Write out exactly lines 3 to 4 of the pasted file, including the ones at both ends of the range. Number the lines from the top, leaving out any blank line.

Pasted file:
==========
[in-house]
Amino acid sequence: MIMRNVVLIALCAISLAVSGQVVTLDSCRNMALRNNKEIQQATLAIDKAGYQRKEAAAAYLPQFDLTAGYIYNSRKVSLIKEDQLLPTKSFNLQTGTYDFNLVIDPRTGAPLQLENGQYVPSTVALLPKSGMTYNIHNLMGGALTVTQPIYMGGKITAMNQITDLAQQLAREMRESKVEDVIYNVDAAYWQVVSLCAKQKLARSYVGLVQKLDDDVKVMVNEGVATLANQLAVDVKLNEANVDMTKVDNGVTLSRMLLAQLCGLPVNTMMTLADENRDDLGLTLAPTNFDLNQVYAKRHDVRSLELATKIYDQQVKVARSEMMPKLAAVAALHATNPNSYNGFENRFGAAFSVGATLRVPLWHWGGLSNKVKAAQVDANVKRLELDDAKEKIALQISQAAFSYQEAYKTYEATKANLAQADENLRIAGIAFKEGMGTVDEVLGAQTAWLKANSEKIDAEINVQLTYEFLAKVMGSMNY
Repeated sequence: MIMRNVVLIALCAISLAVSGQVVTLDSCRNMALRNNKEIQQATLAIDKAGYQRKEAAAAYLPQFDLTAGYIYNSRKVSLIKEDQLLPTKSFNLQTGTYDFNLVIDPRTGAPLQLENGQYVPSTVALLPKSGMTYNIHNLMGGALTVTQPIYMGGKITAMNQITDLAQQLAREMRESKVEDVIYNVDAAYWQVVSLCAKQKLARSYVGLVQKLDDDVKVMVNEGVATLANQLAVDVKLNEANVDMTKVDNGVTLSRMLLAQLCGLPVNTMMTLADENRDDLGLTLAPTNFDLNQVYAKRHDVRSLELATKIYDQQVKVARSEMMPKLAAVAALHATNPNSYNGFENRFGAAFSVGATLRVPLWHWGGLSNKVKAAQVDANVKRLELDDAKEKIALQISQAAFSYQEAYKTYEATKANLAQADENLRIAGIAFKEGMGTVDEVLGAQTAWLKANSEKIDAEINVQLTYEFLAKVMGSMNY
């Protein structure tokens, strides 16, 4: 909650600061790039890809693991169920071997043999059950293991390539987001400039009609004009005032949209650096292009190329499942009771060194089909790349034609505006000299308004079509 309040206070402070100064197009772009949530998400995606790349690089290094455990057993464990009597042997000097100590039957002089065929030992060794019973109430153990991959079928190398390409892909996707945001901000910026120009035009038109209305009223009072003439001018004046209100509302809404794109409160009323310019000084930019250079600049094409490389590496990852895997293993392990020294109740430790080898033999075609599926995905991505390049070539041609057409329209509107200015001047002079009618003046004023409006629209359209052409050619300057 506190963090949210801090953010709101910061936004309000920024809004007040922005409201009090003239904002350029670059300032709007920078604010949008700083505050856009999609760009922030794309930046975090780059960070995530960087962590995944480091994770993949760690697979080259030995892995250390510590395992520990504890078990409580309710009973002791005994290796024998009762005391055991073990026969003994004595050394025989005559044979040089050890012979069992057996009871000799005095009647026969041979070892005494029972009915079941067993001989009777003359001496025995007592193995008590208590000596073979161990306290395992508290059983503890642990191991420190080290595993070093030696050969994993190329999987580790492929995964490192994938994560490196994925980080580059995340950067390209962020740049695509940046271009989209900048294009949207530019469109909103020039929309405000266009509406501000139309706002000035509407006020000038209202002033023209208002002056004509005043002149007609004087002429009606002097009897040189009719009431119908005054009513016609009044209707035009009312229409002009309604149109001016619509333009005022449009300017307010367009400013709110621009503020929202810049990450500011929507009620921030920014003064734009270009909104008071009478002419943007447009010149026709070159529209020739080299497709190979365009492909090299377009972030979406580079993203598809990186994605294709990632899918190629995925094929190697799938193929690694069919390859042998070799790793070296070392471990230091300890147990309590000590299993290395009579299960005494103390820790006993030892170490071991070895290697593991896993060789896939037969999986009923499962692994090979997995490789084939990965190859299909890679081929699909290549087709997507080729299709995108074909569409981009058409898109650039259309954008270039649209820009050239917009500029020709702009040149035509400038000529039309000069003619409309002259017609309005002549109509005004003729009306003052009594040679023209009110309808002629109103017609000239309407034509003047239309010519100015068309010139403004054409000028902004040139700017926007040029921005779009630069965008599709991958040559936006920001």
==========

Repeated sequence: MIMRNVVLIALCAISLAVSGQVVTLDSCRNMALRNNKEIQQATLAIDKAGYQRKEAAAAYLPQFDLTAGYIYNSRKVSLIKEDQLLPTKSFNLQTGTYDFNLVIDPRTGAPLQLENGQYVPSTVALLPKSGMTYNIHNLMGGALTVTQPIYMGGKITAMNQITDLAQQLAREMRESKVEDVIYNVDAAYWQVVSLCAKQKLARSYVGLVQKLDDDVKVMVNEGVATLANQLAVDVKLNEANVDMTKVDNGVTLSRMLLAQLCGLPVNTMMTLADENRDDLGLTLAPTNFDLNQVYAKRHDVRSLELATKIYDQQVKVARSEMMPKLAAVAALHATNPNSYNGFENRFGAAFSVGATLRVPLWHWGGLSNKVKAAQVDANVKRLELDDAKEKIALQISQAAFSYQEAYKTYEATKANLAQADENLRIAGIAFKEGMGTVDEVLGAQTAWLKANSEKIDAEINVQLTYEFLAKVMGSMNY
């Protein structure tokens, strides 16, 4: 909650600061790039890809693991169920071997043999059950293991390539987001400039009609004009005032949209650096292009190329499942009771060194089909790349034609505006000299308004079509 309040206070402070100064197009772009949530998400995606790349690089290094455990057993464990009597042997000097100590039957002089065929030992060794019973109430153990991959079928190398390409892909996707945001901000910026120009035009038109209305009223009072003439001018004046209100509302809404794109409160009323310019000084930019250079600049094409490389590496990852895997293993392990020294109740430790080898033999075609599926995905991505390049070539041609057409329209509107200015001047002079009618003046004023409006629209359209052409050619300057 506190963090949210801090953010709101910061936004309000920024809004007040922005409201009090003239904002350029670059300032709007920078604010949008700083505050856009999609760009922030794309930046975090780059960070995530960087962590995944480091994770993949760690697979080259030995892995250390510590395992520990504890078990409580309710009973002791005994290796024998009762005391055991073990026969003994004595050394025989005559044979040089050890012979069992057996009871000799005095009647026969041979070892005494029972009915079941067993001989009777003359001496025995007592193995008590208590000596073979161990306290395992508290059983503890642990191991420190080290595993070093030696050969994993190329999987580790492929995964490192994938994560490196994925980080580059995340950067390209962020740049695509940046271009989209900048294009949207530019469109909103020039929309405000266009509406501000139309706002000035509407006020000038209202002033023209208002002056004509005043002149007609004087002429009606002097009897040189009719009431119908005054009513016609009044209707035009009312229409002009309604149109001016619509333009005022449009300017307010367009400013709110621009503020929202810049990450500011929507009620921030920014003064734009270009909104008071009478002419943007447009010149026709070159529209020739080299497709190979365009492909090299377009972030979406580079993203598809990186994605294709990632899918190629995925094929190697799938193929690694069919390859042998070799790793070296070392471990230091300890147990309590000590299993290395009579299960005494103390820790006993030892170490071991070895290697593991896993060789896939037969999986009923499962692994090979997995490789084939990965190859299909890679081929699909290549087709997507080729299709995108074909569409981009058409898109650039259309954008270039649209820009050239917009500029020709702009040149035509400038000529039309000069003619409309002259017609309005002549109509005004003729009306003052009594040679023209009110309808002629109103017609000239309407034509003047239309010519100015068309010139403004054409000028902004040139700017926007040029921005779009630069965008599709991958040559936006920001």